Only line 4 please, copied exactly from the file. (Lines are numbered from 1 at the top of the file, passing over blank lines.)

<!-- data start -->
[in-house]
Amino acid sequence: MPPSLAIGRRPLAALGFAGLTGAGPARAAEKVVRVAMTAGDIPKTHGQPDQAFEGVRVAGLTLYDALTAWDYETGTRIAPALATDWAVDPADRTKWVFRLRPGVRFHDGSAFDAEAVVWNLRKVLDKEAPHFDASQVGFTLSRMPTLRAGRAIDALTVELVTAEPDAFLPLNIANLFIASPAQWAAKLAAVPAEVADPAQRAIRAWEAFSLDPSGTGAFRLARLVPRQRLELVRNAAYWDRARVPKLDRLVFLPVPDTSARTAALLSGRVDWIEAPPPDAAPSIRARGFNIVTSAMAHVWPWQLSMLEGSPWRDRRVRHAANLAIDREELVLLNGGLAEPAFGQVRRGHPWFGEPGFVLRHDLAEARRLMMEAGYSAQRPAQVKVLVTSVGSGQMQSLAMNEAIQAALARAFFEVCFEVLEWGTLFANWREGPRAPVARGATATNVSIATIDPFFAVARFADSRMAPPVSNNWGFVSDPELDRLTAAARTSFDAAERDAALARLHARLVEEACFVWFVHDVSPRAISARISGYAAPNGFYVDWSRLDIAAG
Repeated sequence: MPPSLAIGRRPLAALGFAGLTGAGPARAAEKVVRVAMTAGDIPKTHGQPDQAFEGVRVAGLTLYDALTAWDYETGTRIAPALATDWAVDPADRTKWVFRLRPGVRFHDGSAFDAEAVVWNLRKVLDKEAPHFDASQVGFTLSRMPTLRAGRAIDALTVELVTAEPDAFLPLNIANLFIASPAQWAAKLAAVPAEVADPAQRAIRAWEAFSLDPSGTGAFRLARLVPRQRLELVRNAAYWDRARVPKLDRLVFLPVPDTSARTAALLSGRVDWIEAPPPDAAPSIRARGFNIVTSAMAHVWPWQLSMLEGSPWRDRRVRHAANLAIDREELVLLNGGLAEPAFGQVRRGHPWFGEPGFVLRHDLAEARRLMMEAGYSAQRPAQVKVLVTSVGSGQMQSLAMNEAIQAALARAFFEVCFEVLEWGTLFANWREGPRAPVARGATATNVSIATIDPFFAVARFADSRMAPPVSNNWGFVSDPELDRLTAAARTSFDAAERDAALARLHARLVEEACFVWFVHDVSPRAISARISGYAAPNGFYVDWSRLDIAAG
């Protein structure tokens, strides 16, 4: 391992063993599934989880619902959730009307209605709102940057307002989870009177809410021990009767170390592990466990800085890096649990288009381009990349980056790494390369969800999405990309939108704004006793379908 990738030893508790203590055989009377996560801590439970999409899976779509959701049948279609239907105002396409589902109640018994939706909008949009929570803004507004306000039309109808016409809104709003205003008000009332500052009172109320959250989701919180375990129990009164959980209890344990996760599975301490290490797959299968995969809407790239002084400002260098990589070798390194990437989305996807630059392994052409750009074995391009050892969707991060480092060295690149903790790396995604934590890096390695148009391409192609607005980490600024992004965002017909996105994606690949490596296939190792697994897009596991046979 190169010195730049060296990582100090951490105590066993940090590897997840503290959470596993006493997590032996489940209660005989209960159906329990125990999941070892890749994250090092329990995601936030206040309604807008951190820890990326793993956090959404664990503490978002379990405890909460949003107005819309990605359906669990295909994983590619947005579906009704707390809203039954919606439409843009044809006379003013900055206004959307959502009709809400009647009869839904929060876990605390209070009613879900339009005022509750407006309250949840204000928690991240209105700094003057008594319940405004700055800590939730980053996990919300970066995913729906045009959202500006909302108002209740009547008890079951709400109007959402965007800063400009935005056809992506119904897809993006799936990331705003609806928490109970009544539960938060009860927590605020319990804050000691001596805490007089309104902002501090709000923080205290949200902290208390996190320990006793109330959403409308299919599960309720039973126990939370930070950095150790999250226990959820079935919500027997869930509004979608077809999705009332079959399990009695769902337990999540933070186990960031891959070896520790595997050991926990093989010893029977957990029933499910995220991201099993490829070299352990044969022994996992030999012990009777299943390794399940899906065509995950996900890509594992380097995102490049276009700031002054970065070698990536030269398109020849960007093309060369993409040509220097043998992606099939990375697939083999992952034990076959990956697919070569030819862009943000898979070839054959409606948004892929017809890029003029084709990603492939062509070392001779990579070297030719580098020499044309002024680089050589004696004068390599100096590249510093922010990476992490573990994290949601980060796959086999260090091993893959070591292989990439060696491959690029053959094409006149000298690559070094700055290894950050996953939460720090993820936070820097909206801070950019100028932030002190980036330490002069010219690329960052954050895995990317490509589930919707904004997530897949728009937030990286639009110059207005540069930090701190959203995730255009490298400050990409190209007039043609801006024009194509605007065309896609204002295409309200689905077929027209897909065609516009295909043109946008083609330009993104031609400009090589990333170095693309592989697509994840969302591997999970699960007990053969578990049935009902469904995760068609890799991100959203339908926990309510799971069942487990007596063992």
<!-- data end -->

């Protein structure tokens, strides 16, 4: 391992063993599934989880619902959730009307209605709102940057307002989870009177809410021990009767170390592990466990800085890096649990288009381009990349980056790494390369969800999405990309939108704004006793379908 990738030893508790203590055989009377996560801590439970999409899976779509959701049948279609239907105002396409589902109640018994939706909008949009929570803004507004306000039309109808016409809104709003205003008000009332500052009172109320959250989701919180375990129990009164959980209890344990996760599975301490290490797959299968995969809407790239002084400002260098990589070798390194990437989305996807630059392994052409750009074995391009050892969707991060480092060295690149903790790396995604934590890096390695148009391409192609607005980490600024992004965002017909996105994606690949490596296939190792697994897009596991046979 190169010195730049060296990582100090951490105590066993940090590897997840503290959470596993006493997590032996489940209660005989209960159906329990125990999941070892890749994250090092329990995601936030206040309604807008951190820890990326793993956090959404664990503490978002379990405890909460949003107005819309990605359906669990295909994983590619947005579906009704707390809203039954919606439409843009044809006379003013900055206004959307959502009709809400009647009869839904929060876990605390209070009613879900339009005022509750407006309250949840204000928690991240209105700094003057008594319940405004700055800590939730980053996990919300970066995913729906045009959202500006909302108002209740009547008890079951709400109007959402965007800063400009935005056809992506119904897809993006799936990331705003609806928490109970009544539960938060009860927590605020319990804050000691001596805490007089309104902002501090709000923080205290949200902290208390996190320990006793109330959403409308299919599960309720039973126990939370930070950095150790999250226990959820079935919500027997869930509004979608077809999705009332079959399990009695769902337990999540933070186990960031891959070896520790595997050991926990093989010893029977957990029933499910995220991201099993490829070299352990044969022994996992030999012990009777299943390794399940899906065509995950996900890509594992380097995102490049276009700031002054970065070698990536030269398109020849960007093309060369993409040509220097043998992606099939990375697939083999992952034990076959990956697919070569030819862009943000898979070839054959409606948004892929017809890029003029084709990603492939062509070392001779990579070297030719580098020499044309002024680089050589004696004068390599100096590249510093922010990476992490573990994290949601980060796959086999260090091993893959070591292989990439060696491959690029053959094409006149000298690559070094700055290894950050996953939460720090993820936070820097909206801070950019100028932030002190980036330490002069010219690329960052954050895995990317490509589930919707904004997530897949728009937030990286639009110059207005540069930090701190959203995730255009490298400050990409190209007039043609801006024009194509605007065309896609204002295409309200689905077929027209897909065609516009295909043109946008083609330009993104031609400009090589990333170095693309592989697509994840969302591997999970699960007990053969578990049935009902469904995760068609890799991100959203339908926990309510799971069942487990007596063992």